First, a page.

She adds that it is “better to breathe on a mediocre elm tree without ambition than to walk under the banner of a Valiasr, the Shiite Messiah”.
The New York Times reported in 2009, amid protests over the fraudulent election victory of former Iranian President Mahmoud Ahmadinejad, that âat one point thousands of protesters were chanting ‘death to dictator’ as they marched through Valiasr Street, the broad avenue that runs through much of Tehran, collided with an equally large crowd of pro-government protesters chanting slogans against Israel, the United States and Britain.
Hakakian perfectly captures the contrast between the harmless names of American streets and Iranian avenues with theologically animated names.
At the same time, she notes that the existence of a Frederick Douglass Highway means “America’s mistakes are not uncommon, but they have the ability to correct themselves and change course.” His book is animated by the spirit of the commentary of the great American social and political philosopher Sidney Hook that “unlike totalitarianism, democracy can face and live with the truth about itself”.
A Beginner’s Guide to America is, in many ways, a celebration of the country, a tribute, but without ignoring its flaws and mistakes.
Hakakian dissects American consumer culture in a free but not pejorative way, noting, for example, the great diversity and abundance of grains that are presented to newcomers upon arrival.
âTyrants urge their citizens to loosen their ties with the material world. They want them ready to sacrifice themselves for a higher cause, to become martyrs. Some even promise paradise with all kinds of heavenly benefits, âshe writes.
His sections on love talk in the United States and how attraction develops could be a book in itself.
“Americans have created an industry to talk about the unspeakable,” she writes, presenting a sort of collection of “Seven Deadly Sins, Immigrant Edition”.
Hakakian’s use of dialogue in dialogue further engages the reader in the struggles of new immigrants. In âSerendipity for Two Lost Immigrants,â she captures the trials and tribulations of two Jewish Iranians who have recently arrived in sprawling New York City. In another dialogue section, she presents “A Car Ride with Two Dissenting Parents and Their Very Young Children,” where she explores the Chinese Communist Party.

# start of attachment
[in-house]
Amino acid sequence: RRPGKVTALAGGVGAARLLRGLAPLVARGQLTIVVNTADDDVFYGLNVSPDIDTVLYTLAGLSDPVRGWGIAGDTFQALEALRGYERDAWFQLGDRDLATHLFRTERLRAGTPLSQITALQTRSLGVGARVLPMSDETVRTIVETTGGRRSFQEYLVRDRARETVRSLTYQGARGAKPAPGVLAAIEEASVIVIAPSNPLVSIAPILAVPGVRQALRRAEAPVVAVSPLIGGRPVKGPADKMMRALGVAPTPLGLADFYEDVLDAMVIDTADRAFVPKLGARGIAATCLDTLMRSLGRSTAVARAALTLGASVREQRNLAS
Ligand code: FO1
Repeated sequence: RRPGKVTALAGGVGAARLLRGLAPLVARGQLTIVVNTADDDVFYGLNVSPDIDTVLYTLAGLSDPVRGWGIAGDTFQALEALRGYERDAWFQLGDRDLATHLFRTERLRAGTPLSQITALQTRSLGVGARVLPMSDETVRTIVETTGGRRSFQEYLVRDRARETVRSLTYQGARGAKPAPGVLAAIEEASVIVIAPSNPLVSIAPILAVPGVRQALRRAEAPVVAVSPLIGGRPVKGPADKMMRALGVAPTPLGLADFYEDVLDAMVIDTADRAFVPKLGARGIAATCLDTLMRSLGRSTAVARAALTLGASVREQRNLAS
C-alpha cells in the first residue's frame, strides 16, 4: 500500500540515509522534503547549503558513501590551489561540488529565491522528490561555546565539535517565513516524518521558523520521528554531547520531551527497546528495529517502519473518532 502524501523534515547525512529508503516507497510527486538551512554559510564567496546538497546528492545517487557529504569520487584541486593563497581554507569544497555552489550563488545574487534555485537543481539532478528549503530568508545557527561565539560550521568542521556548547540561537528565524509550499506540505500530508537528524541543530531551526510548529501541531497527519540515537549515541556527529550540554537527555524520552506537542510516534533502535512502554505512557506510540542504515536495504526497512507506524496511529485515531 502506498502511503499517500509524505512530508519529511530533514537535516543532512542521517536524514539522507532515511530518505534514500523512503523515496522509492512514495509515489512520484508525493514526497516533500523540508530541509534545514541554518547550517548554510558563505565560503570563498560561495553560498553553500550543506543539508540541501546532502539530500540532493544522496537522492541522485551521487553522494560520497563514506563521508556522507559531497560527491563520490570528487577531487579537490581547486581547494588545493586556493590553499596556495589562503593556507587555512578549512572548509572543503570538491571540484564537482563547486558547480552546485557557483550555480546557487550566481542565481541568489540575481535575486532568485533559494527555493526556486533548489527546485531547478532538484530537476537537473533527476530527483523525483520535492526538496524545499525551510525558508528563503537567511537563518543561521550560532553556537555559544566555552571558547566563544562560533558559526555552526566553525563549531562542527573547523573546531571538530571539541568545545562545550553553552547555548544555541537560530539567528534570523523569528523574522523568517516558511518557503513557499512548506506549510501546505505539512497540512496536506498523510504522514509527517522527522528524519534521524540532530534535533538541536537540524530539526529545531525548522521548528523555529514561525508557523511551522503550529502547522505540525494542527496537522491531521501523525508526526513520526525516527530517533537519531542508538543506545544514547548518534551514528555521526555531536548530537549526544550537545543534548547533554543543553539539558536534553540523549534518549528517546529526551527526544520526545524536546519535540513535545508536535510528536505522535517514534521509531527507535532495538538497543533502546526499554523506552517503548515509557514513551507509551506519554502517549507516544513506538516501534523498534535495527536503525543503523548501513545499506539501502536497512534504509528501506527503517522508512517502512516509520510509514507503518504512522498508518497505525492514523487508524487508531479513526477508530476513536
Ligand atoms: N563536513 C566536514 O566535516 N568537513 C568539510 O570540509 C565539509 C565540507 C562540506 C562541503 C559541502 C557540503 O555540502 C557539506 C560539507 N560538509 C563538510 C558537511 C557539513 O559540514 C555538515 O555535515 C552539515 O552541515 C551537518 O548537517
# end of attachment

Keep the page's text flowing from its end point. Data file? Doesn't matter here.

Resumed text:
His book is peppered with questions about things Americans take for granted: “How do free people live?” And “What is a fearless night?”
The highly repressive states that immigrants fled are places where “you just tiptoe around the edges of life, like it’s some dreaded beast not to be awakened,” notes Hakakian.
One of the strengths of the book is that Hakakian manages to overcome the common wisdom that good questions are better than good answers, excelling in both spheres.
Flawed and sometimes deeply misleading American diplomacy regarding totalitarian regimes surfaces in the book. The author’s section on the longevity of dictatorships could apply to the Chinese Communist regime, North Korea and the Islamic Republic of Iran, to name just three very dangerous nations.
âWhat you don’t know is that a dictatorship has a half-life. When it is new it is thought of as an evil that the world needs to get rid of. But if it is not overthrown in time and continues to endure, the next generation will likely see it as another flawed regime, âwrites Hakakian.
The book is aptly captioned “For the immigrant and the curious”. One can only hope that it will be translated into the languages ââof immigrants to America, ranging from Arabic, Spanish and Russian to Persian.
With his spectacular new work, Hakakian jumped into the past, lived in the present, and jumped into the future. ??
The writer is a member of the Foundation for the Defense of Democracies.
Beginner’s Guide to America
By Roya Hakakian
218 pages; $ 27